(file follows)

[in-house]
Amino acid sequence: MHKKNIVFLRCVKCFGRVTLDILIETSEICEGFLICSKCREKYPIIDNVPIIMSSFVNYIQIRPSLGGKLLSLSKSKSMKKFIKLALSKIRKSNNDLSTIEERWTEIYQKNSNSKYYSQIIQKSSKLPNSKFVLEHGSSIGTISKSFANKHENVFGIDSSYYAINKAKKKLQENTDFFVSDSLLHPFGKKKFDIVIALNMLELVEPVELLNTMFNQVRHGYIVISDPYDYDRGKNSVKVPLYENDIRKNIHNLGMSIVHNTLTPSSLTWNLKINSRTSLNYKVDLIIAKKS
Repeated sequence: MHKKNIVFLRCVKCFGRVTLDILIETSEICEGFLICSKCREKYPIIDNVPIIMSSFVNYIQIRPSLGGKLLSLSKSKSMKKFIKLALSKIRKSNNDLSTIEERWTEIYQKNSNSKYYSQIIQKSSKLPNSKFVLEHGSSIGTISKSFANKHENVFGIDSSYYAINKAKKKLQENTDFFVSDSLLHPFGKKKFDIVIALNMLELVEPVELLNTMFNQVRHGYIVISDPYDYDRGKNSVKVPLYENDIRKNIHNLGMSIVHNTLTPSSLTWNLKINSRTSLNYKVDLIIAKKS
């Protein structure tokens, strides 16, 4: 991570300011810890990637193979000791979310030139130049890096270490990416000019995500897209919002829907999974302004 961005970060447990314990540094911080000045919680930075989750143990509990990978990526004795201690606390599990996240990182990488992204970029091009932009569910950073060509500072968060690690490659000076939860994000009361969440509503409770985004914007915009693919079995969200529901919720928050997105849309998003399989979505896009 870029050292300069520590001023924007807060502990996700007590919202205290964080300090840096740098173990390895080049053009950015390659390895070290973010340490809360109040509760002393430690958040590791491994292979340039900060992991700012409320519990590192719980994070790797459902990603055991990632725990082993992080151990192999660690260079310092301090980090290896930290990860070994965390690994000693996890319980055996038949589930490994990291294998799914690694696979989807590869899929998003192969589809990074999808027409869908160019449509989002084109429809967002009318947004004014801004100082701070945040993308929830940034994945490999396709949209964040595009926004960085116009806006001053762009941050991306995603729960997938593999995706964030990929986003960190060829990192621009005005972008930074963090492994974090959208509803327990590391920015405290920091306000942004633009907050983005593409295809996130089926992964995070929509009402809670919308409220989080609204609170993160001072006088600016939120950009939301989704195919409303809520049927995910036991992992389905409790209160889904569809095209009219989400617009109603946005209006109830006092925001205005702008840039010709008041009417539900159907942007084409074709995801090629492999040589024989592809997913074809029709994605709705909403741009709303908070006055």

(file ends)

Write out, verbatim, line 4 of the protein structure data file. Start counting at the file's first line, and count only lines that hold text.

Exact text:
């Protein structure tokens, strides 16, 4: 991570300011810890990637193979000791979310030139130049890096270490990416000019995500897209919002829907999974302004 961005970060447990314990540094911080000045919680930075989750143990509990990978990526004795201690606390599990996240990182990488992204970029091009932009569910950073060509500072968060690690490659000076939860994000009361969440509503409770985004914007915009693919079995969200529901919720928050997105849309998003399989979505896009 870029050292300069520590001023924007807060502990996700007590919202205290964080300090840096740098173990390895080049053009950015390659390895070290973010340490809360109040509760002393430690958040590791491994292979340039900060992991700012409320519990590192719980994070790797459902990603055991990632725990082993992080151990192999660690260079310092301090980090290896930290990860070994965390690994000693996890319980055996038949589930490994990291294998799914690694696979989807590869899929998003192969589809990074999808027409869908160019449509989002084109429809967002009318947004004014801004100082701070945040993308929830940034994945490999396709949209964040595009926004960085116009806006001053762009941050991306995603729960997938593999995706964030990929986003960190060829990192621009005005972008930074963090492994974090959208509803327990590391920015405290920091306000942004633009907050983005593409295809996130089926992964995070929509009402809670919308409220989080609204609170993160001072006088600016939120950009939301989704195919409303809520049927995910036991992992389905409790209160889904569809095209009219989400617009109603946005209006109830006092925001205005702008840039010709008041009417539900159907942007084409074709995801090629492999040589024989592809997913074809029709994605709705909403741009709303908070006055």